RMEF calls for a stop to animal activist propaganda
Gray wolf conservation is a hot topic these days with several high profile stories covering pack populations, poaching, and hunting and while these stories focus on the facts, several animal activist organizations continue to push misleading propaganda into the media.
The Rocky Mountain Elk Foundation (RMEF) is calling on groups like the Center for Biological Diversity (CBD) to stick to the facts surrounding this controversial subject rather than twisting information to raise emotions and request donations to further their organizations. Specifically, the CBD continues to target Idaho’s wolf numbers, stating that pack numbers are on the decline when Idaho Fish and Game officials’ count shows packs holding steady at a healthy number.
“A few advocacy groups chose to take the breeding pair metric out of context to make claims that Idaho wolves are ‘teetering on the brink of endangered status once again.’ That’s hogwash,” says Virgil Moore, Idaho Department of Fish and Game (IDFG) director. “And it’s the kind of polarizing misinformation that undermines responsible wildlife conservation and management in Idaho.”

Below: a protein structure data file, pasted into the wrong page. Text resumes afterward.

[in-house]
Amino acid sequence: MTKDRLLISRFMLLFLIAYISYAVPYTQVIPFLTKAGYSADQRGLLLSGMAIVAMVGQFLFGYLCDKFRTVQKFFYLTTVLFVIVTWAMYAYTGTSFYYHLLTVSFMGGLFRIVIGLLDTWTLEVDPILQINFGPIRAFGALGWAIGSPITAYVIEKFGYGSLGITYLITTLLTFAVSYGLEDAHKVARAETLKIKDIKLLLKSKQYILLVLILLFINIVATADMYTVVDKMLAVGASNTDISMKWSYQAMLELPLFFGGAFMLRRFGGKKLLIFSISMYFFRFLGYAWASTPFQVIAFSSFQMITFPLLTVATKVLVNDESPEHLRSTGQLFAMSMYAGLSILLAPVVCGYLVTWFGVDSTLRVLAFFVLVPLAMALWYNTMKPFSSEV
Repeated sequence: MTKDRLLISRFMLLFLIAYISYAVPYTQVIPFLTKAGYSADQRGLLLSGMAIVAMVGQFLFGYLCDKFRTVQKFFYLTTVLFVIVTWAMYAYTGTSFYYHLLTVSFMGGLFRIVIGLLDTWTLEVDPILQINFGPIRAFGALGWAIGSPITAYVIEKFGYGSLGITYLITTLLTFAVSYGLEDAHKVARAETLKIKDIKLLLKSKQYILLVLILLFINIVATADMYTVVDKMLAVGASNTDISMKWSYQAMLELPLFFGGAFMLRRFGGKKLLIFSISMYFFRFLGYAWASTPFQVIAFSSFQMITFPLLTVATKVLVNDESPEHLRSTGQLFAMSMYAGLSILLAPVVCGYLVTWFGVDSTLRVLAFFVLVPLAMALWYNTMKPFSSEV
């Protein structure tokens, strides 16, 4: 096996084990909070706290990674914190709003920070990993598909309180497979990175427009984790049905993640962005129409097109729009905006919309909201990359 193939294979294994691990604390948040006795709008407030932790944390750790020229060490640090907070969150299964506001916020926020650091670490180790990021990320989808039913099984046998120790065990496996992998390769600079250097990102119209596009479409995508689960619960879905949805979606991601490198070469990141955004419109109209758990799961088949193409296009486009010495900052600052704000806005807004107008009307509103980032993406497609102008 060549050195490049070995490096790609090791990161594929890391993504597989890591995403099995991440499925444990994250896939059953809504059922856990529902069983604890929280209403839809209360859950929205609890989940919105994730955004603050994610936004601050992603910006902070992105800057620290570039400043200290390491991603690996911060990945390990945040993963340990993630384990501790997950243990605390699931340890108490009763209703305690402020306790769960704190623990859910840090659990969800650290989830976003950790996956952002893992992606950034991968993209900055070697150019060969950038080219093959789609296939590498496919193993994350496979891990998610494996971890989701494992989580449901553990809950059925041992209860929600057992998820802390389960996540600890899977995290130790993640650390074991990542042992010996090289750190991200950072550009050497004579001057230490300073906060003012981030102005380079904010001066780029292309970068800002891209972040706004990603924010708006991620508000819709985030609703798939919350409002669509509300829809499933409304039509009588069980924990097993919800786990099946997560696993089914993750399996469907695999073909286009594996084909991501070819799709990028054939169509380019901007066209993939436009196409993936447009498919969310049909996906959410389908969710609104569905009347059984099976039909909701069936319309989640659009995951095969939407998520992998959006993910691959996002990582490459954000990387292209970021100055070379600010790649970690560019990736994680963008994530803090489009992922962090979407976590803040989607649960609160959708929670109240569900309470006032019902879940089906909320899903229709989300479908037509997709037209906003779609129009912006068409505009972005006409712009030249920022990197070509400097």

RMEF believes that groups like CBD cause much more harm than people realize, especially when looking at the number of lawsuits filed by groups like CBD. A 2012 report showed that the federal government defended more than 570 Endangered Species Act-related lawsuits (including wolves) over a four-year period that cost U.S. taxpayers more than $15 million in attorney fees.
“Groups like CBD excel at taking advantage of the Equal Access to Justice Act (EAJA) which was never intended to fund lawsuits by NGOs to promote ideology. What they don’t excel at, to say the least, is conducting wildlife counts,” says David Allen, RMEF president and CEO. "Groups like CBD do not really want states to manage wolves and they don't really want states to be successful in managing wolves. Facts are facts and it is a clear fact that none of the states managing wolves in the Greater Yellowstone Region are remotely close to low numbers of breeding pairs or total wolf population.”
IDFG will release its final 2014 wolf population estimate in March. Officials predict population counts to be over federal recovery levels. The estimate as of December 31, 2013 was more than 500 percent above minimum recovery levels agreed upon during wolf reintroduction in the mid-1990s.
“The bottom line is Idaho’s wolf population is not endangered in the least and it’s vital that state management remain in place in order to whittle the population closer to balanced recovery levels where they should be and where EVERYONE agreed the numbers should be. CBD did not object to the recovery goals in 1995, but now they and other groups like them pretend they never heard of the recovery goals,” says Allen. RMEF has conserved over 6.6 million acres for elk and other wildlife and works to open and improve public access, fund and advocate for science-based resource management, and ensure the future of hunting for the next generation.